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Sociology in the News

Sociology Statement on Racism and Hate on Campus

On Thursday, February 28, UT students posed in blackface in a snapchat photo with captions using racist language. This photo circulated across social media.  We join with others in condemning this grotesque show of racism.  But, as sociologists, we must point out that this is one more incident in a pattern of hatred on this campus.

The Department of Africana Studies has presented us with an important and shameful timeline of events in their statement, which we support:

“This incident is just the latest in a pattern of recent racist incidents at the University of Tennessee. In January 2019, a UT sorority suspended one of its members for a social media video referring to black people as the n-word. In November 2018, swastikas and hate messages were painted on “The Rock” at UTK not long after 11 worshippers were killed at a synagogue in Pittsburgh. White supremacists were allowed to give an on-campus speech and bring threatening and violent messages to our campus during Black History Month in February 2018. Students attempting to educate about sexuality are being held back and silenced. During Black History Month in February 2017, there was controversy surrounding Dr. Stacey Patton’s accurately titled lecture “How Killing Black Children is an American Tradition.” And in 2015 our inaugural Vice Chancellor for Diversity and Inclusion, Rickey Hall, was condemned and eventually let go in 2016 for educating people about gender diversity and for reminding people to be thoughtful of and sensitive to the beliefs of others during holiday celebrations.”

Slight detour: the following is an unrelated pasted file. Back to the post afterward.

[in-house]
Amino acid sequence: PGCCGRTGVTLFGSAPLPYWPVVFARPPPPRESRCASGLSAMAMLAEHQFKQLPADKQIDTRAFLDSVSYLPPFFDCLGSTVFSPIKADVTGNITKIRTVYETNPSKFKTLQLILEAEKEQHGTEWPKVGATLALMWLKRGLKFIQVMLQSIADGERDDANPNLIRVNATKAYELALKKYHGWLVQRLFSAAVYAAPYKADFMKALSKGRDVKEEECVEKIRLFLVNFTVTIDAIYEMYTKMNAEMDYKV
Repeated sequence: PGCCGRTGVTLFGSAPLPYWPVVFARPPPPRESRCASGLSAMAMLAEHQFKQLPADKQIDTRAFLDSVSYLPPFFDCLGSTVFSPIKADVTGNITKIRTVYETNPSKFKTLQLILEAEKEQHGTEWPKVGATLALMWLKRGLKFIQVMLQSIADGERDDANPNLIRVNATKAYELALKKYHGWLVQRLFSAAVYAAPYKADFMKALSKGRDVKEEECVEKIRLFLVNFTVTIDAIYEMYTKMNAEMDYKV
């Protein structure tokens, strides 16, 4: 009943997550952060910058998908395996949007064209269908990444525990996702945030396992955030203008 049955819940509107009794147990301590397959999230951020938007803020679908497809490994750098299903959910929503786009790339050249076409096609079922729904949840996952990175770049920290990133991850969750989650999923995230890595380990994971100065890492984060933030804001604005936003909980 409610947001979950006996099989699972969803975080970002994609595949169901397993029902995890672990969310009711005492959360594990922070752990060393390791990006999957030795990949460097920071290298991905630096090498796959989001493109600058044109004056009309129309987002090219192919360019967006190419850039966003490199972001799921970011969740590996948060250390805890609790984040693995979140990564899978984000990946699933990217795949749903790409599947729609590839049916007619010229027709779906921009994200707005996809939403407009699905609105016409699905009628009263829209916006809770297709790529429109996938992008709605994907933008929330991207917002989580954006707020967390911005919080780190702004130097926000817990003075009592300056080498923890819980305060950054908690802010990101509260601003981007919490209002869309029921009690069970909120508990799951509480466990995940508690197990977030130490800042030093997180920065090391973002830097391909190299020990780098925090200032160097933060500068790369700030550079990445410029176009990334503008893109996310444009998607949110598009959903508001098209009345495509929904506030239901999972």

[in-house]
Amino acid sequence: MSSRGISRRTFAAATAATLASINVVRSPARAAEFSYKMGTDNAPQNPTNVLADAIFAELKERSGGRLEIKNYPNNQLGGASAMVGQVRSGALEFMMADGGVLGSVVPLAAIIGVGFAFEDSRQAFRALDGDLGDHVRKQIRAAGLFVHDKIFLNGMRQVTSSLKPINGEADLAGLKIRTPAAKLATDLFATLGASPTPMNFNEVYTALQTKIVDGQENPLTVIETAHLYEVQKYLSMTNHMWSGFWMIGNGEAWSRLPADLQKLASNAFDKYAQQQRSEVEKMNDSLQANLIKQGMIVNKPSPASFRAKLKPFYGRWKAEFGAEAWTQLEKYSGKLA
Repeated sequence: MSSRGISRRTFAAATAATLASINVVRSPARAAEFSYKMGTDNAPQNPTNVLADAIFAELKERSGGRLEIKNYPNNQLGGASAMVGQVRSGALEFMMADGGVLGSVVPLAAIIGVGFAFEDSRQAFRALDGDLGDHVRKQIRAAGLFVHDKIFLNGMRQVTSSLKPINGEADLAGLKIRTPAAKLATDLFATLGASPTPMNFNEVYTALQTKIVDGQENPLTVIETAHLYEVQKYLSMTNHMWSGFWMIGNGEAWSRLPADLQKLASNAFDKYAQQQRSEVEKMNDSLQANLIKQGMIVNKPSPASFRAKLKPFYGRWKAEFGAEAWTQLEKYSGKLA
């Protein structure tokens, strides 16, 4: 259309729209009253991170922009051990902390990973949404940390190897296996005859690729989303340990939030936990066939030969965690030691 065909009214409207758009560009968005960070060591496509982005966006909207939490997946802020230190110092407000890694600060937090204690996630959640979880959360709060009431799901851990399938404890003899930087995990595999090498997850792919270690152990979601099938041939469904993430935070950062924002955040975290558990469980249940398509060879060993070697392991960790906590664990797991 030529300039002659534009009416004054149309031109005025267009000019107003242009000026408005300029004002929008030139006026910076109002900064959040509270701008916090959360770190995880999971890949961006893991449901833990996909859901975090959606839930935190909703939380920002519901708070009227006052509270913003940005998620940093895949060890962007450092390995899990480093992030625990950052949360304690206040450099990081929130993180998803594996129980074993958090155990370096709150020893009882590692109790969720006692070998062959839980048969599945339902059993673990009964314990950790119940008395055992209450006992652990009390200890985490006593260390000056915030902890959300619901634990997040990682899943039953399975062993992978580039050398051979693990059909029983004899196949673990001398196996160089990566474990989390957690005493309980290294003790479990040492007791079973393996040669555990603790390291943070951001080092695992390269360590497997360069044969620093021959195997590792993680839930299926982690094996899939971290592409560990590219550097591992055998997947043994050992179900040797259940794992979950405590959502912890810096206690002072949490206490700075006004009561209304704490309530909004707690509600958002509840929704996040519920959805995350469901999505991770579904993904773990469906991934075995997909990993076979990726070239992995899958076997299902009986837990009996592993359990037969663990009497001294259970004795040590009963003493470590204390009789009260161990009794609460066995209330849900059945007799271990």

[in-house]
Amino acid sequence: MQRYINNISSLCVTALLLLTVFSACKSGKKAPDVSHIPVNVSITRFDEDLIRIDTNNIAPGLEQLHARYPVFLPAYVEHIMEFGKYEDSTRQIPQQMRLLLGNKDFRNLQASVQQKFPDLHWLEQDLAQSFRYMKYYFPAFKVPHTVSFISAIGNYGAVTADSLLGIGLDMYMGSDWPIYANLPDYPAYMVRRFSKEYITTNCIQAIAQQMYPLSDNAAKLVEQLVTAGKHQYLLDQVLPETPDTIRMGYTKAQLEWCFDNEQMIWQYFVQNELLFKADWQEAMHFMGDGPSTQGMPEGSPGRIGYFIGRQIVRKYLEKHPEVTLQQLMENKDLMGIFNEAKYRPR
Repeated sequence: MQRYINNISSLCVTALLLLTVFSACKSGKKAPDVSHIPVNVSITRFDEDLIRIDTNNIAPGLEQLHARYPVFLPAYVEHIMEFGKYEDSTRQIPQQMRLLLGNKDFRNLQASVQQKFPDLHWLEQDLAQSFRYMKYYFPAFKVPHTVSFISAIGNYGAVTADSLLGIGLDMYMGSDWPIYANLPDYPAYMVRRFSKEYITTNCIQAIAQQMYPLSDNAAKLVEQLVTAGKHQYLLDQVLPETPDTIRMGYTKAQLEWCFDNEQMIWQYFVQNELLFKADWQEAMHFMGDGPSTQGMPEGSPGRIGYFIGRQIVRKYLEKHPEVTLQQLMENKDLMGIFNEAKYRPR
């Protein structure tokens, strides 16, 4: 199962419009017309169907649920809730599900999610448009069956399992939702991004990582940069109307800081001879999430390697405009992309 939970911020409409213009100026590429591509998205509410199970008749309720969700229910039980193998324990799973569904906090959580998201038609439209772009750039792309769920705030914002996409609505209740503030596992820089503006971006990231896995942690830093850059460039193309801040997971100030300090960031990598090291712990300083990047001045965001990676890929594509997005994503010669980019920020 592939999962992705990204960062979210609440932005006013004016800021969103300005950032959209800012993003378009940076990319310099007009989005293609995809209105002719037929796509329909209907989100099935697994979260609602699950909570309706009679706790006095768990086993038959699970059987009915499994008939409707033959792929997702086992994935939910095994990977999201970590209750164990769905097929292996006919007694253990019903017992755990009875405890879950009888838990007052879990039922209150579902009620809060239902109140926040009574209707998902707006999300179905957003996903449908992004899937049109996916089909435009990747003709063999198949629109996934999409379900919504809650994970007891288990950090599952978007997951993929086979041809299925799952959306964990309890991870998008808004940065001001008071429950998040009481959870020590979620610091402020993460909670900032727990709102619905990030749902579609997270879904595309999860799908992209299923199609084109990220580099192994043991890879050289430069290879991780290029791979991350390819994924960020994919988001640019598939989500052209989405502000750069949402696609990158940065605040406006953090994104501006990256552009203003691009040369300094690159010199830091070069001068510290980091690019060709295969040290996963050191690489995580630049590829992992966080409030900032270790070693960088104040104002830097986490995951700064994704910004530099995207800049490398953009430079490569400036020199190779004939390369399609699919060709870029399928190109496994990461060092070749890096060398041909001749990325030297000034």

In addition to these events, UT has been labeled one of the most unfriendly campuses in the nation to LGBQT students and faculty.  There have been 11 reported rapes on campus during this academic year alone, and we know that such reports grossly undercount the actual number of incidents.  It is clear we are neither providing a safe campus for students of color nor other marginalized students.

The administrative response to these realities has been slow and problematic. The Department of Sociology denounces all of these acts and emphasizes their patterned nature, pointing to a racist, exclusionary campus space. UT’s narrow condemnation of these acts and its selective use of First Amendment considerations is simply not enough. We are told that “this is not who we are as Vols” when the pattern tells us quite the opposite. This is, shamefully, who we are. The question now is how to change that. 

These actions adversely affect student, staff and faculty well-being, not to mention retention and recruitment.  They damage our national reputation.  We must move beyond slight condemnation and ‘neutral’ First Amendment protections to the hard work of building a different and more equitable world.  In Sociology, we teach and conduct research in the area of critical race and ethnicity, as well as inequalities and harms of all kinds.  We stand in solidarity with students of color and marginalized students on our campus.  We affirm their voice and requests of administration.  We stand ready to act with the entire UT community, to achieve understanding of where the patterns come from, and to interrupt them.

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